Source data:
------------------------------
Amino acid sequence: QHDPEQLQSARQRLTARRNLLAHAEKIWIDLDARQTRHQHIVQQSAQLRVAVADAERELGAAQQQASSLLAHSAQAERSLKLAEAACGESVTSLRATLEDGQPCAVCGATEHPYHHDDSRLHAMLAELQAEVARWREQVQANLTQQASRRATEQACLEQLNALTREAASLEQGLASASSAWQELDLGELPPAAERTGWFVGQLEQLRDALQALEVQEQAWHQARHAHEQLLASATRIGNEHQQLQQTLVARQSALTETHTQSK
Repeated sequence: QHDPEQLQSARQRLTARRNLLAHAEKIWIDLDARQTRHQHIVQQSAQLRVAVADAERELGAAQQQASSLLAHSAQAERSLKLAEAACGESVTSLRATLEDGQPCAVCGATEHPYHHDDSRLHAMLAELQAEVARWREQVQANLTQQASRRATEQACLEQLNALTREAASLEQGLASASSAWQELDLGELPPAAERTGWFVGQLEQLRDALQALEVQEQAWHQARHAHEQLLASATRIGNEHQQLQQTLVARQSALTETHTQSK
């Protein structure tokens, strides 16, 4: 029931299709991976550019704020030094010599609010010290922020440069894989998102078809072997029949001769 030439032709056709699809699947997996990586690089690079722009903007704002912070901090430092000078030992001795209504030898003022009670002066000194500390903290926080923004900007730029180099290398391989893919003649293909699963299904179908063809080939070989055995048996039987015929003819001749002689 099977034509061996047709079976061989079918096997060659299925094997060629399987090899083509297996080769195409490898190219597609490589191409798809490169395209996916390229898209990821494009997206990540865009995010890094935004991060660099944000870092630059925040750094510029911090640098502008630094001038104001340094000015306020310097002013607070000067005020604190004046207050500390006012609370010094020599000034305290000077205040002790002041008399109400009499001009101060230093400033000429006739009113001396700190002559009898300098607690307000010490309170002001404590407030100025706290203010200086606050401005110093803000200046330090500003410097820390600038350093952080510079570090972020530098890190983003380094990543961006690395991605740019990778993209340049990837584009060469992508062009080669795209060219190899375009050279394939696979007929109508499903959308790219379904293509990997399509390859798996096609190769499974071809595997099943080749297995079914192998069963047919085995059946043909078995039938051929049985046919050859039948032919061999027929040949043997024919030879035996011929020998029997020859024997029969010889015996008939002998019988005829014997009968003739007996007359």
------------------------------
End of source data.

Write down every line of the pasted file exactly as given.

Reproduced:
Amino acid sequence: QHDPEQLQSARQRLTARRNLLAHAEKIWIDLDARQTRHQHIVQQSAQLRVAVADAERELGAAQQQASSLLAHSAQAERSLKLAEAACGESVTSLRATLEDGQPCAVCGATEHPYHHDDSRLHAMLAELQAEVARWREQVQANLTQQASRRATEQACLEQLNALTREAASLEQGLASASSAWQELDLGELPPAAERTGWFVGQLEQLRDALQALEVQEQAWHQARHAHEQLLASATRIGNEHQQLQQTLVARQSALTETHTQSK
Repeated sequence: QHDPEQLQSARQRLTARRNLLAHAEKIWIDLDARQTRHQHIVQQSAQLRVAVADAERELGAAQQQASSLLAHSAQAERSLKLAEAACGESVTSLRATLEDGQPCAVCGATEHPYHHDDSRLHAMLAELQAEVARWREQVQANLTQQASRRATEQACLEQLNALTREAASLEQGLASASSAWQELDLGELPPAAERTGWFVGQLEQLRDALQALEVQEQAWHQARHAHEQLLASATRIGNEHQQLQQTLVARQSALTETHTQSK
């Protein structure tokens, strides 16, 4: 029931299709991976550019704020030094010599609010010290922020440069894989998102078809072997029949001769 030439032709056709699809699947997996990586690089690079722009903007704002912070901090430092000078030992001795209504030898003022009670002066000194500390903290926080923004900007730029180099290398391989893919003649293909699963299904179908063809080939070989055995048996039987015929003819001749002689 099977034509061996047709079976061989079918096997060659299925094997060629399987090899083509297996080769195409490898190219597609490589191409798809490169395209996916390229898209990821494009997206990540865009995010890094935004991060660099944000870092630059925040750094510029911090640098502008630094001038104001340094000015306020310097002013607070000067005020604190004046207050500390006012609370010094020599000034305290000077205040002790002041008399109400009499001009101060230093400033000429006739009113001396700190002559009898300098607690307000010490309170002001404590407030100025706290203010200086606050401005110093803000200046330090500003410097820390600038350093952080510079570090972020530098890190983003380094990543961006690395991605740019990778993209340049990837584009060469992508062009080669795209060219190899375009050279394939696979007929109508499903959308790219379904293509990997399509390859798996096609190769499974071809595997099943080749297995079914192998069963047919085995059946043909078995039938051929049985046919050859039948032919061999027929040949043997024919030879035996011929020998029997020859024997029969010889015996008939002998019988005829014997009968003739007996007359």